Ferrari’s First Four-Door “Car” Brings Ungodly Power and a Sinful Price — Meet the $400,000 Purosangue
Not Just Another SUVBY Jim Shi // 09.14.22
An all-new chassis features a weight-saving carbon fiber roof that lowers the Ferrari Purosangue's center of gravity. Its trunk holds a useful 16.7 cubic feet of luggage. (Courtesy Ferrari)
Rear-hinged back doors make ingress and egress easier while keeping the Ferrari Purosangue as compact as possible. (Courtesy Ferrari)
Unlike most similar vehicles, the Purosangue has no rear windshield wiper, instead relying on airflow to keep the back window clean. (Courtesy Ferrari)
Despite the car's relatively high ride height (for a Ferrari), the seats are close to the floor to maintain the brand's traditional low-slung driving experience. (Courtesy Ferrari)
The Purosangue's narrow headlights have air intakes above and below them. (Courtesy Ferrari)
For the first time in Ferrari history, the Purosangue cabin boasts four separate and independently adjustable seats. (Courtesy Ferrari)
Call it what you will. Just don’t call it an SUV.
In designing its first ever four-door, four-seater “car,” Ferrari looked no further than its own rich 75-year history. Meet the Ferrari Purosangue, which translates from Italian to English as “thoroughbred.” It’s a 715-horsepower V12 beast that accommodates four people (and their plentiful cargo) and propels them with the sure-footedness of four-wheel-drive.
At first, the Purosangue looks like a crossover, with engineers for the iconic Italian automaker insisting its engineering contrasts that of typical luxury SUVs from the likes of Lamborghini, Rolls-Royce and Bentley. For one, behind the Prancing Horse’s long, raked hood sits one massive engine, carried farther back behind the front wheels more akin to hypercars to create a near-perfect 50/50 weight balance.
Ferrari has made four-seaters before — cue the GTC4 Lusso — but all of Ferrari’s production cars have been two-door model, with back seats better suited for designer luggage or pampered pets. For the first time in Ferrari history, the cabin boasts four separate and independently adjustable seats in the Ferrari Purosangue. All four seats are heated, and the front seats offer massage.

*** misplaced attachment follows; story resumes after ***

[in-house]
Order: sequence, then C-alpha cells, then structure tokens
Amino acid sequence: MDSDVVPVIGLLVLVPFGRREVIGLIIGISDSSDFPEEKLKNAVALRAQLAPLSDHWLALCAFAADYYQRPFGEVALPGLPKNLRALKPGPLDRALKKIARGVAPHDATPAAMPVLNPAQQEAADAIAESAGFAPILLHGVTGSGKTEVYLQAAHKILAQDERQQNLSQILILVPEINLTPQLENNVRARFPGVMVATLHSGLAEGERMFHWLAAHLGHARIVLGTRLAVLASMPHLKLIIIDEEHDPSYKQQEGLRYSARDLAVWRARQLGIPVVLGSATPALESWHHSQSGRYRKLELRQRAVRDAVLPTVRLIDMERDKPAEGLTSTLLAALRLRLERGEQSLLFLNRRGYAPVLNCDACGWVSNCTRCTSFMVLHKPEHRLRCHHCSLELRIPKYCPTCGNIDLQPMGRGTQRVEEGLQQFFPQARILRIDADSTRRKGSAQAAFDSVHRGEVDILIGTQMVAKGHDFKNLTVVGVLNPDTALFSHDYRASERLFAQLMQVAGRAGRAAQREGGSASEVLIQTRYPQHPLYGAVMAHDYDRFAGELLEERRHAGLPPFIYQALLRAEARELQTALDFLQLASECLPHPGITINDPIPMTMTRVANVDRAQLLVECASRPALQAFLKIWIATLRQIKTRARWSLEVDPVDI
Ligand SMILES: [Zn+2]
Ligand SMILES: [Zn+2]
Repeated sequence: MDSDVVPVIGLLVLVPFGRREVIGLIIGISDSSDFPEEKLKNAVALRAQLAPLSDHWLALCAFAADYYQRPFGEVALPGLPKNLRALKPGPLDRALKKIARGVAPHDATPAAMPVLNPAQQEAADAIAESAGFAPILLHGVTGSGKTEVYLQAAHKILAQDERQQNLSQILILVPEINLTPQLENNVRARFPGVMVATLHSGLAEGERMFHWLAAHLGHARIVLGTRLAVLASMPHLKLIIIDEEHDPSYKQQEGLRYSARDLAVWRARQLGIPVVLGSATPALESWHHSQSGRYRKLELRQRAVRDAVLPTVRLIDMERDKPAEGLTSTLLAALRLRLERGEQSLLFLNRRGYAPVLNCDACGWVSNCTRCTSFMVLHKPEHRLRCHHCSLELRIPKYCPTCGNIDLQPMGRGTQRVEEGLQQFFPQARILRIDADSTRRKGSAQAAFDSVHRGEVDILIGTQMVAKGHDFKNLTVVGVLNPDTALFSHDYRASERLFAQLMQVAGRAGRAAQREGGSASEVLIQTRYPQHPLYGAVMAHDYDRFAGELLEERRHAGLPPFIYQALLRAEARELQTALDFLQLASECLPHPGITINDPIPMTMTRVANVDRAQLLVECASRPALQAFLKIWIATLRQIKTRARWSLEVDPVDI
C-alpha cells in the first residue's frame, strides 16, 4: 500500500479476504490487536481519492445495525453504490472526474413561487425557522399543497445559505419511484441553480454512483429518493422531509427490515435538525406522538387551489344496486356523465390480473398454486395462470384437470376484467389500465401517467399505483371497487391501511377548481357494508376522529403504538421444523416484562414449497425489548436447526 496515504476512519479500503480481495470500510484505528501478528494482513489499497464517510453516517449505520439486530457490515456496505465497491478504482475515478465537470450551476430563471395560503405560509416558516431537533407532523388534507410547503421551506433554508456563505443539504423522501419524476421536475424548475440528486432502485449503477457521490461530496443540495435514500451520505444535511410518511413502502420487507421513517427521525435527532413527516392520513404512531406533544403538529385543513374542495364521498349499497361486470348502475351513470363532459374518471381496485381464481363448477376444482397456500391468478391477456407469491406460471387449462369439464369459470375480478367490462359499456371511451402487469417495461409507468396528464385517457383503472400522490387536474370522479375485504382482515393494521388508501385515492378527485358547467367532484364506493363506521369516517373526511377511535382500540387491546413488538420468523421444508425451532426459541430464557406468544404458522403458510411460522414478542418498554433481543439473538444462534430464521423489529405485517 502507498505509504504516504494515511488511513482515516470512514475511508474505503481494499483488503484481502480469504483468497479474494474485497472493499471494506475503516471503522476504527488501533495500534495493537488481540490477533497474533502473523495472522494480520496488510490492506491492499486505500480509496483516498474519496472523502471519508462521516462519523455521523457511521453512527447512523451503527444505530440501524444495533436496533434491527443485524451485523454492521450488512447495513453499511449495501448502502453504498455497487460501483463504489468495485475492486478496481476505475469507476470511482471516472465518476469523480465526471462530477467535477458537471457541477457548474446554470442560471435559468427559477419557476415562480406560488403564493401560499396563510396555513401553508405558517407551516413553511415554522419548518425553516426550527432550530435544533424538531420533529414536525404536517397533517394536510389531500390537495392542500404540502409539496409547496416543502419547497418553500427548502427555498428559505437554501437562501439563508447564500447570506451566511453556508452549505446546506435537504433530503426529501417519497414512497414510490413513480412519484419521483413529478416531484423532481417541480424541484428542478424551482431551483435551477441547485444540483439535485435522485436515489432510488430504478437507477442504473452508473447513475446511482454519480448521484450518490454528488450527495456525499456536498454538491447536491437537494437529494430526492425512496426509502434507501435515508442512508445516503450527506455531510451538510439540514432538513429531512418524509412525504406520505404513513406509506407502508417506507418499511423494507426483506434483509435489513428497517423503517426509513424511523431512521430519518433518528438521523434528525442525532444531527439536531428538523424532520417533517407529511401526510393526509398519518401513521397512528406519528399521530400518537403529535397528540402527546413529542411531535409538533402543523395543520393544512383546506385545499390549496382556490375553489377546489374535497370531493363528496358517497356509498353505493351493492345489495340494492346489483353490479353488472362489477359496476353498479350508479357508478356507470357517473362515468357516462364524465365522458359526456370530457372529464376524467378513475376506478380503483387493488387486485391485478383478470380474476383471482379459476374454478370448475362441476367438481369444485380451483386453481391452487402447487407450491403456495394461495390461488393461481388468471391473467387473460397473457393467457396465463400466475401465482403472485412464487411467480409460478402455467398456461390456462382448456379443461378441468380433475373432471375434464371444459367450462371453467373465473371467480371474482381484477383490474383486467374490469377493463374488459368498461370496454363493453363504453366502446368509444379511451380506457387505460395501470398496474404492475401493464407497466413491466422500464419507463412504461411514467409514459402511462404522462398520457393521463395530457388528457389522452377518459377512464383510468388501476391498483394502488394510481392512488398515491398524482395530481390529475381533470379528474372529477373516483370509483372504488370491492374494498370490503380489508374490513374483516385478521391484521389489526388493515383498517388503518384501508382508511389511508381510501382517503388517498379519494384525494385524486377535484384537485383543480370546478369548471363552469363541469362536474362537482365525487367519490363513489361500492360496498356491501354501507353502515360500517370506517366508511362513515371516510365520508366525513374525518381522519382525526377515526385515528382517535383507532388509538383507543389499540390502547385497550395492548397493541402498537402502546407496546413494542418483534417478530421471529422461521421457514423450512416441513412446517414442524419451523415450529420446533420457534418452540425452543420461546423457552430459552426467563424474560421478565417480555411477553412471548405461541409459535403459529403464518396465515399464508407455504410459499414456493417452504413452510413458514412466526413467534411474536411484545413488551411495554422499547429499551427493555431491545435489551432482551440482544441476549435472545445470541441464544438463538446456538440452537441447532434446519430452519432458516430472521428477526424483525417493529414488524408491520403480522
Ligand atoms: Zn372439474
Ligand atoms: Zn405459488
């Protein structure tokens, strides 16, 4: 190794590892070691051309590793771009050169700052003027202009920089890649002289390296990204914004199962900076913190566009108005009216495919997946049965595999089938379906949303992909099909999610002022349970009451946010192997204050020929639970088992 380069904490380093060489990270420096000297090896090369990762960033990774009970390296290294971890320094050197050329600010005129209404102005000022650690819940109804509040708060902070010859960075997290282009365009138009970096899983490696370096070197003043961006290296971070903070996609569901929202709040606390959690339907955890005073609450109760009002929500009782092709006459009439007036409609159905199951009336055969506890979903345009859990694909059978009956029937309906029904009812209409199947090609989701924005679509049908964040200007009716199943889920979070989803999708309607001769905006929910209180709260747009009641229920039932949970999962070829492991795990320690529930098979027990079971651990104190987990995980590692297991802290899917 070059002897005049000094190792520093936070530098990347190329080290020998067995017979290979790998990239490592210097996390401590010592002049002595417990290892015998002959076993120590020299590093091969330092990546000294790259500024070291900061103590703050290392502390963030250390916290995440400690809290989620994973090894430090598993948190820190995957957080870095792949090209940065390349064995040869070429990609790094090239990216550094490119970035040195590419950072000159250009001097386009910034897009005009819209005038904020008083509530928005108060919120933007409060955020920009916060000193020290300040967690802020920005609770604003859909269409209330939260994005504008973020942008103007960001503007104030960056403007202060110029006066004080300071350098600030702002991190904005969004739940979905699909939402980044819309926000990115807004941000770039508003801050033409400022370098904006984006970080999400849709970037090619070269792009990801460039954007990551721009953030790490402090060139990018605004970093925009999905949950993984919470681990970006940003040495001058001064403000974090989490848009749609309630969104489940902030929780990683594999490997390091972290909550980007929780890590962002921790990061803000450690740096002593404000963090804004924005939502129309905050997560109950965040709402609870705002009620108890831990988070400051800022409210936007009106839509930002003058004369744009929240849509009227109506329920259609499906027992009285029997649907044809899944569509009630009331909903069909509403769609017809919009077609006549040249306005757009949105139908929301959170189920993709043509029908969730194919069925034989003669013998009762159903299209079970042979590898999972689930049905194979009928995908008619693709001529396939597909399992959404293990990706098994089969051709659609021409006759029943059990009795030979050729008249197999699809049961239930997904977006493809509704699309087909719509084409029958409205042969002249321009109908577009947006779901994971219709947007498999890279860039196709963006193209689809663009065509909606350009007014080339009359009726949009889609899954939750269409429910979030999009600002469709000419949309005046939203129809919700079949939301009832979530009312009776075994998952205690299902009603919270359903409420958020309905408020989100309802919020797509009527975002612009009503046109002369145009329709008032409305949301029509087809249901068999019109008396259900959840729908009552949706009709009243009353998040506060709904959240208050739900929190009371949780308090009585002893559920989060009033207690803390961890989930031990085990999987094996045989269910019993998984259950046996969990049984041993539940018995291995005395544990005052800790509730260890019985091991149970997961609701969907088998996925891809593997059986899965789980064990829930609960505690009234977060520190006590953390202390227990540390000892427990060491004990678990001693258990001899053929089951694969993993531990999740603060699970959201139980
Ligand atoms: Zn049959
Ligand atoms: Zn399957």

For the rare occasion you don’t want to hear the purr of the engine, a Burmester 3D surround system is standard.
Inside the Ferrari Purosangue, the driver’s all-digital cocktail in inspired by the SF90 Stradale and is almost entirely mirrored on the passenger side. That is where a second 10.2 inch screen “provides all the information required to help them participate in the driving experience,” according to Ferrari (the rear two seats each boast their own cockpit as well). There are also double cupholders made of glass and wireless charging. And if the traditional carpet and leather of the interior trim in the standard model aren’t enough for discerning devotees, Ferrari can replace them with a bullet-proof, ballistic fabric used in military uniforms.
Fun fact: 85 percent of the interior trim is sustainably produced. The carpet, for example, is made from polyamide recycled from fishing nets retrieved from the ocean. Naturally, the Y-shaped center console is dominated by a metal gear-shift gate.
Ferrari Purosangue and the Power of Firsts
The all-new chassis on the Ferrari Purosangue has a weight-saving carbon fiber roof that lowers its center of gravity while an active suspension system helps keep the car planted during fast, hard cornering. Also, in a Ferrari first, owners may opt for a full-length electrochromic glass roof in lieu of carbon fiber.
Mated to an eight-speed automatic transmission, the Ferrari Purosangue will launch from a stop to 60 mph in about three seconds. Torque-wise, it features 528 pound-feet with 80 percent torque available at only 2,100 RPM. Redesigning the bodyshell from scratch, with most lower body parts made from aluminum, also meant the designers could incorporate rear-hinged back doors (welcome doors) to make ingress and egress easier while keeping the car as compact as possible.
But, with the company’s sporting and racing history, and despite the car’s relatively high ride height (for a Ferrari), the seats remain close to the floor to reinforce that cozy, low-slung driving experience.
The first Ferrari Purosangues will arrive in the United States around the end of 2023. Prices are expected to start at around $400,000.